Geometric modeling of urban scenes from satellite imagery
- Publication Date
- Apr 21, 2017
- External links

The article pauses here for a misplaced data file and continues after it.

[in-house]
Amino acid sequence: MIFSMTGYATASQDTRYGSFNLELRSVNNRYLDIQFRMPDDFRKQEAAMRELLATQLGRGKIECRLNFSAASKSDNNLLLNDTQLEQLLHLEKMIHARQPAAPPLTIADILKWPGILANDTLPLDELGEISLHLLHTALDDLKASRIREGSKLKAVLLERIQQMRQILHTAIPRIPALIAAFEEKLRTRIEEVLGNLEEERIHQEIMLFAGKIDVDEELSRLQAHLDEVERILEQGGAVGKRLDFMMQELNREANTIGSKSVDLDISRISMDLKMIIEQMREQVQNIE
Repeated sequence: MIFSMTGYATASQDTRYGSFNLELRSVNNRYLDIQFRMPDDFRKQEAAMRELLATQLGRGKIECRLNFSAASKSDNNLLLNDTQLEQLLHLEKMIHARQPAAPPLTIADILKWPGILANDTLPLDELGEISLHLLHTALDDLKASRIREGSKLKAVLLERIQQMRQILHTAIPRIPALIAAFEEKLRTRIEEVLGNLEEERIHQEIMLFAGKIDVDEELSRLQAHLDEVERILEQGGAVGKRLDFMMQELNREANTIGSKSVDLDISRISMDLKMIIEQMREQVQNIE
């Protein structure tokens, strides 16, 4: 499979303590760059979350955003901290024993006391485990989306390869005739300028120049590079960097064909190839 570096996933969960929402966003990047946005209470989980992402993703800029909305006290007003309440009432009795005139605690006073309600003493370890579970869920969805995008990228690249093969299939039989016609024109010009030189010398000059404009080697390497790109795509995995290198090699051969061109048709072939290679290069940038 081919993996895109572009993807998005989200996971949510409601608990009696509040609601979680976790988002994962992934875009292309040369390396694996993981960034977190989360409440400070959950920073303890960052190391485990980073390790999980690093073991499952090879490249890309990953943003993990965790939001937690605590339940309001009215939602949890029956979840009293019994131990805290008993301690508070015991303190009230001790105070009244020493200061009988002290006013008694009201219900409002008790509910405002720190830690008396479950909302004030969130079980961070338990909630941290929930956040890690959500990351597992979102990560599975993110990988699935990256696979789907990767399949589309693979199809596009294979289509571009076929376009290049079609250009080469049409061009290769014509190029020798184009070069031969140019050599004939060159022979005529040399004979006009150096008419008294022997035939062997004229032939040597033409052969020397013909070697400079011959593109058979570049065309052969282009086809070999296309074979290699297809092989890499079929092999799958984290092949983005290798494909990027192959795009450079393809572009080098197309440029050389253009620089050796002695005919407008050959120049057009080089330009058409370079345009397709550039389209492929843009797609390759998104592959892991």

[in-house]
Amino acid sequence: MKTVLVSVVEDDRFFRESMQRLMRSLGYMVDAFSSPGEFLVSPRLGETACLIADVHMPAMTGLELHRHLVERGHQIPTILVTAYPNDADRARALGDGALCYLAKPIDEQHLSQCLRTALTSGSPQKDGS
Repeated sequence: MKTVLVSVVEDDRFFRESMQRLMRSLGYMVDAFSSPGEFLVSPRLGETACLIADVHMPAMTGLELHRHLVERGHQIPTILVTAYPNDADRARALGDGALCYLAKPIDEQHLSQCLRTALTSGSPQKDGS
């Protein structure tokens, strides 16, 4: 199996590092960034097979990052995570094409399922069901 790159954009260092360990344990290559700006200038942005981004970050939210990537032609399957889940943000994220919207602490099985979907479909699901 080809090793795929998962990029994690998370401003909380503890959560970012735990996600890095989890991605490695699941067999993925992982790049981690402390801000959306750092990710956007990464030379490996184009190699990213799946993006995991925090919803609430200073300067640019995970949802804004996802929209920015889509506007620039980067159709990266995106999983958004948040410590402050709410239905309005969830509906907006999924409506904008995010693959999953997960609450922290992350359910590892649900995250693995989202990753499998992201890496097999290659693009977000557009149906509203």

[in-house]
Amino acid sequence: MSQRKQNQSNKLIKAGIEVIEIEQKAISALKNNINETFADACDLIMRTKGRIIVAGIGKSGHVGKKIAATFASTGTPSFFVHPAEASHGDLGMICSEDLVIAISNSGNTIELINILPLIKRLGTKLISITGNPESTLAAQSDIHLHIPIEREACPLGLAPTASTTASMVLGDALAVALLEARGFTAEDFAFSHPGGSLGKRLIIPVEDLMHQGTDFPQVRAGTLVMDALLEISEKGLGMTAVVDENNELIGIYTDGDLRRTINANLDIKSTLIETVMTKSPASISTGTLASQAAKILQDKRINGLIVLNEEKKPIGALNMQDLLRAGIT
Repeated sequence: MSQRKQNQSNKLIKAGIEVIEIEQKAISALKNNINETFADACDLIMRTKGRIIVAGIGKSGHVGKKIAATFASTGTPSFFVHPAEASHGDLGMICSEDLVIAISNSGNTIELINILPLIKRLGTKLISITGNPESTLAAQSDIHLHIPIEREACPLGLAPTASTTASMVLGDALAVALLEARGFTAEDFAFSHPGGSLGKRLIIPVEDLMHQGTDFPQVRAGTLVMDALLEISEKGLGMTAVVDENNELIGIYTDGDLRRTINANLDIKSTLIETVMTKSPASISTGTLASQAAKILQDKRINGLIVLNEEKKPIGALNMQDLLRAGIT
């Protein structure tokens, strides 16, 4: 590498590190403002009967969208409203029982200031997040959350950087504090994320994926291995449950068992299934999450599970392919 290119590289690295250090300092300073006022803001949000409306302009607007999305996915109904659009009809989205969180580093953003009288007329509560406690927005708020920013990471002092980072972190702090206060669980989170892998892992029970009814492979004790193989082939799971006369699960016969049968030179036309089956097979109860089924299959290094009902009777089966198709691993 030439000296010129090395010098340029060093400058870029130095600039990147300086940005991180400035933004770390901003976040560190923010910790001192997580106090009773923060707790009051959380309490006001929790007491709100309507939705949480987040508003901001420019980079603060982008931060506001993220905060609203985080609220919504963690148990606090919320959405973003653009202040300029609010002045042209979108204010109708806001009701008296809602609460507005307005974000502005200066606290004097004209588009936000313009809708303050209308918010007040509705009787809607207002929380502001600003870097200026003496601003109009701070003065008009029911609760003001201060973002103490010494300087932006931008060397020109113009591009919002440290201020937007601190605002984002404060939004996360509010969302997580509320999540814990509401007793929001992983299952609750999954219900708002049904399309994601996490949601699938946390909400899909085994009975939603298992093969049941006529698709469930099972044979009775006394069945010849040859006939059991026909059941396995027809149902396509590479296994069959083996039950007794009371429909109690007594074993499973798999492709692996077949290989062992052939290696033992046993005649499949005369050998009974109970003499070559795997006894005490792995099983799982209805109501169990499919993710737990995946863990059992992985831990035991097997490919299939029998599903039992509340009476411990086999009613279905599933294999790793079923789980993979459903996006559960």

Automatic city modeling from satellite imagery is one of the biggest challenges in urban reconstruction. The ultimate goal is to produce compact and accurate 3D city models that benefit many application fields such as urban planning, telecommunications and disaster management. Compared with aerial acquisition, satellite imagery provides appealing advantages such as low acquisition cost, worldwide coverage and high collection frequency. However, a set of technical challenges are imposed by the physical constraints of satellite acquisition. Existing methods produce, at best, dense Digital Surface Models of varying degrees of fidelity. This thesis proposes a fully automatic pipeline for producing compact, semantically-aware and geometrically accurate 3D city models from stereo pairs of satellite images.The proposed pipeline relies on two key ingredients. First, geometry and semantics are retrieved simultaneously providing robust handling of occlusion areas and low image quality. Second, it operates at the scale of geometric atomic regions which allows the shape of urban objects to be well preserved, with a gain in scalability and efficiency. Images are decomposed into convex polygons via Voronoi diagram, with geometric regularities captured by aligning contours of atomic polygons with linear structures. Radiometric semantic classes, elevations, and 3D geometric shapes are retrieved in a joint classification and reconstruction process, interacting information from the left and the right images in a satellite stereo pair.Experimental results show the scalability, time-efficiency, robustness, and output quality of the proposed approach. Worldwide cities in different styles are automatically reconstructed in a few minutes. Qualitative and quantitative evaluations demonstrate the fidelity of the output LOD1 representations by comparing with LiDAR solutions and traditional DSM methods. The proposed method generates compact 3D models within a reasonable average error to the ground truth, illustrated by an altimetric accuracy measurement on Denver city.